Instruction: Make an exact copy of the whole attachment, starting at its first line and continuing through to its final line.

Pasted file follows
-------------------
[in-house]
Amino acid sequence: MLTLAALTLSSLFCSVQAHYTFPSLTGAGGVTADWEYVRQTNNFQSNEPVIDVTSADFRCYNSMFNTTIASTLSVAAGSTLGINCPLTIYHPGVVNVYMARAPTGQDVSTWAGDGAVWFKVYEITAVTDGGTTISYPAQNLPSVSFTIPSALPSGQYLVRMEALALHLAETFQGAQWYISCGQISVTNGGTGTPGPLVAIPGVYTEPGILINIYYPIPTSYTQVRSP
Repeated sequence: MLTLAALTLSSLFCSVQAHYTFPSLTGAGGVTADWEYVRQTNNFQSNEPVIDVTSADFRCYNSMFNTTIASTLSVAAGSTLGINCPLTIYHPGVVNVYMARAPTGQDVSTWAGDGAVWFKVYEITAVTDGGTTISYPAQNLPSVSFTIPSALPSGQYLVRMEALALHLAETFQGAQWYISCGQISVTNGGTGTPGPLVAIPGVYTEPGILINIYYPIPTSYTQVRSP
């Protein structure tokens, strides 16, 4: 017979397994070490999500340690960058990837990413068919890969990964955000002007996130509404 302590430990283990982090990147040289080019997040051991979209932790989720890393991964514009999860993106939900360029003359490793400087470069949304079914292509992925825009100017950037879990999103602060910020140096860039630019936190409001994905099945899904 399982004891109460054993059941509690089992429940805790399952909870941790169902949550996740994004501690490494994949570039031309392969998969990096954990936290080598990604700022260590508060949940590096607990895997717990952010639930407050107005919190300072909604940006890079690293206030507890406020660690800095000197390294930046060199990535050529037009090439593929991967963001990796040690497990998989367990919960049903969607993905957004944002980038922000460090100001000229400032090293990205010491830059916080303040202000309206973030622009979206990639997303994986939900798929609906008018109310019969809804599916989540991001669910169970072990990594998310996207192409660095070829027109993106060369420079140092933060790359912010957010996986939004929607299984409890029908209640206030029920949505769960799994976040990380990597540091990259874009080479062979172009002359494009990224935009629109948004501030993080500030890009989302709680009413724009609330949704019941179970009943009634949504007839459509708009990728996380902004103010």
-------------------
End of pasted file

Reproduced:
[in-house]
Amino acid sequence: MLTLAALTLSSLFCSVQAHYTFPSLTGAGGVTADWEYVRQTNNFQSNEPVIDVTSADFRCYNSMFNTTIASTLSVAAGSTLGINCPLTIYHPGVVNVYMARAPTGQDVSTWAGDGAVWFKVYEITAVTDGGTTISYPAQNLPSVSFTIPSALPSGQYLVRMEALALHLAETFQGAQWYISCGQISVTNGGTGTPGPLVAIPGVYTEPGILINIYYPIPTSYTQVRSP
Repeated sequence: MLTLAALTLSSLFCSVQAHYTFPSLTGAGGVTADWEYVRQTNNFQSNEPVIDVTSADFRCYNSMFNTTIASTLSVAAGSTLGINCPLTIYHPGVVNVYMARAPTGQDVSTWAGDGAVWFKVYEITAVTDGGTTISYPAQNLPSVSFTIPSALPSGQYLVRMEALALHLAETFQGAQWYISCGQISVTNGGTGTPGPLVAIPGVYTEPGILINIYYPIPTSYTQVRSP
């Protein structure tokens, strides 16, 4: 017979397994070490999500340690960058990837990413068919890969990964955000002007996130509404 302590430990283990982090990147040289080019997040051991979209932790989720890393991964514009999860993106939900360029003359490793400087470069949304079914292509992925825009100017950037879990999103602060910020140096860039630019936190409001994905099945899904 399982004891109460054993059941509690089992429940805790399952909870941790169902949550996740994004501690490494994949570039031309392969998969990096954990936290080598990604700022260590508060949940590096607990895997717990952010639930407050107005919190300072909604940006890079690293206030507890406020660690800095000197390294930046060199990535050529037009090439593929991967963001990796040690497990998989367990919960049903969607993905957004944002980038922000460090100001000229400032090293990205010491830059916080303040202000309206973030622009979206990639997303994986939900798929609906008018109310019969809804599916989540991001669910169970072990990594998310996207192409660095070829027109993106060369420079140092933060790359912010957010996986939004929607299984409890029908209640206030029920949505769960799994976040990380990597540091990259874009080479062979172009002359494009990224935009629109948004501030993080500030890009989302709680009413724009609330949704019941179970009943009634949504007839459509708009990728996380902004103010």